Stocks Slip in Rally Reality Check; Bonds Gain: Markets Wrap

Stocks slid on Tuesday as the second-quarter rally met resistance from economic headwinds and signs of stretched positioning. Treasuries advanced.

(Bloomberg) — Stocks slid on Tuesday as the second-quarter rally met resistance from economic headwinds and signs of stretched positioning. Treasuries advanced.

US equities slumped as the S&P 500 Index backed off from the 14-month high reached last week. Nike Inc. fell on inventory concerns while PayPal Holdings Inc. climbed after reaching a loan accord with KKR & Co. 

Investors caught between fear of missing out and concerns markets have run too far, too fast are contending with overblown valuations and economic headwinds. Bullish positioning in US equity futures grew last week, taking it to the most extended levels for the S&P 500 and Nasdaq 100 in data going back to 2010, according to Citigroup strategists.

“In the short run, six to 12 months, we are navigating treacherous waters,” Sebastien Page, chief investment officer at T Rowe Price, told Bloomberg Television. Growth stocks — particularly those in the tech sector — have been driven by a range of factors, including “positive surprises” on revenues and advertising as well as excitement for artificial intelligence, he added. “That’s all part of the value versus growth equation.” 

The path of US monetary policy is another wild card. Federal Reserve Chair Jerome Powell will give his semi-annual report to Congress on Wednesday. Policymakers at the Fed kept interest rates unchanged at their latest meeting but warned of more tightening ahead. Investors also await the outcome of policy meetings in Turkey, the UK and Switzerland.

The Fed decision last week came with forecasts for higher borrowing costs of 5.6% in 2023, implying two additional quarter-point rate hikes or one half-point increase before the end of the year. 

That contrasts with market pricing for some 20 basis points of tightening in the remainder of the year.

“Generally speaking a high-multiple environment is only accompanied by a declining policy rate when earnings have collapsed,” Mike O’Rourke of JonesTrading wrote. “It will take a reality check in equities along with economic headwinds before rate cuts emerge. High stock multiples and a high policy interest rate are not a relationship that can be sustained in the long term.”

US Treasuries yields traded near session lows after bouncing amid an unexpected surge for housing starts in May, the most since 2016.

“This is strong data,” Sonal Desai, chief investment officer for Franklin Templeton Fixed Income, told Bloomberg Television. “It continues to feed into the narrative that housing, new starts, are not going to be the first place which collapsed.”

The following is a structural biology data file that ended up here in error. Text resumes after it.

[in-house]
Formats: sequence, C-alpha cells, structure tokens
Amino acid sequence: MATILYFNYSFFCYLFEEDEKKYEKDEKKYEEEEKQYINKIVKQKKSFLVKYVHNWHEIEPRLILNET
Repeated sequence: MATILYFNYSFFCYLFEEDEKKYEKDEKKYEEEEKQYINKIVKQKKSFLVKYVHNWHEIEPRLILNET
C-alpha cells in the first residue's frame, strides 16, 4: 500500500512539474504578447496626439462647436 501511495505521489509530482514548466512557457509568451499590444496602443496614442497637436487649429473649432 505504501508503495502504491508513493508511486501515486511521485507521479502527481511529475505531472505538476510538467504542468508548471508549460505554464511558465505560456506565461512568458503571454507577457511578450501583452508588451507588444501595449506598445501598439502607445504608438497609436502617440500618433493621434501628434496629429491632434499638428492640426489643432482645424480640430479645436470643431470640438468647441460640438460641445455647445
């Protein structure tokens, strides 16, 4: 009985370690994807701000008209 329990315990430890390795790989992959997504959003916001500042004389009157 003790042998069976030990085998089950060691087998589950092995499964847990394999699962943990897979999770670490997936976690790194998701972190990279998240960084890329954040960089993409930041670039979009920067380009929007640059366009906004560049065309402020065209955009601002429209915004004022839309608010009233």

Meanwhile, in global currencies the Swedish krona slumped to a record low against the euro as traders expect the Riksbank to tap the brakes on rate hikes in coming months.

Gold and oil retreated after disappointment over China’s stimulus measures. US-listed Chinese stocks also tumbled with Alibaba Group Holding Ltd. dropping about 4.5% following the surprise replacement of its chief executive and chairman.

Key events this week:

  • Federal Reserve Bank of St. Louis President James Bullard speaks, Tuesday
  • New York Fed President John Williams speaks, Tuesday
  • Federal Reserve Chair Jerome Powell delivers semi-annual congressional testimony before the House Financial Services Committee, Wednesday
  • Federal Reserve Bank of Chicago President Austan Goolsbee speaks, Wednesday
  • Eurozone consumer confidence, Thursday
  • Rate decisions in UK, Switzerland, Indonesia, Norway, Mexico, Philippines, Turkey, Thursday
  • US Conference Board leading index, initial jobless claims, current account, existing home sales, Thursday
  • Federal Reserve Chair Jerome Powell delivers semi-annual testimony to Congress before the Senate Banking Committee, Thursday
  • Cleveland Fed’s Loretta Mester speaks, Thursday
  • Eurozone S&P Global Eurozone Manufacturing PMI, S&P Global Eurozone Services PMI, Friday
  • Japan CPI, Friday
  • US S&P Global Manufacturing PMI, Friday
  • Federal Reserve Bank of St. Louis President James Bullard speaks, Friday

Some of the main moves in markets: 


  • The S&P 500 fell 0.9% as of 10:26 a.m. New York time
  • The Nasdaq 100 fell 0.7%
  • The Dow Jones Industrial Average fell 1.1%
  • The Stoxx Europe 600 fell 0.5%
  • The MSCI World index fell 0.8%


  • The Bloomberg Dollar Spot Index rose 0.3%
  • The euro fell 0.2% to $1.0904
  • The British pound fell 0.6% to $1.2721
  • The Japanese yen rose 0.2% to 141.67 per dollar


  • Bitcoin fell 0.1% to $26,679.78
  • Ether fell 0.9% to $1,714.98


  • The yield on 10-year Treasuries declined five basis points to 3.71%
  • Germany’s 10-year yield declined 11 basis points to 2.41%
  • Britain’s 10-year yield declined 16 basis points to 4.34%


  • West Texas Intermediate crude fell 3% to $69.65 a barrel
  • Gold futures fell 1.4% to $1,943.50 an ounce

This story was produced with the assistance of Bloomberg Automation.

–With assistance from Cecile Gutscher.

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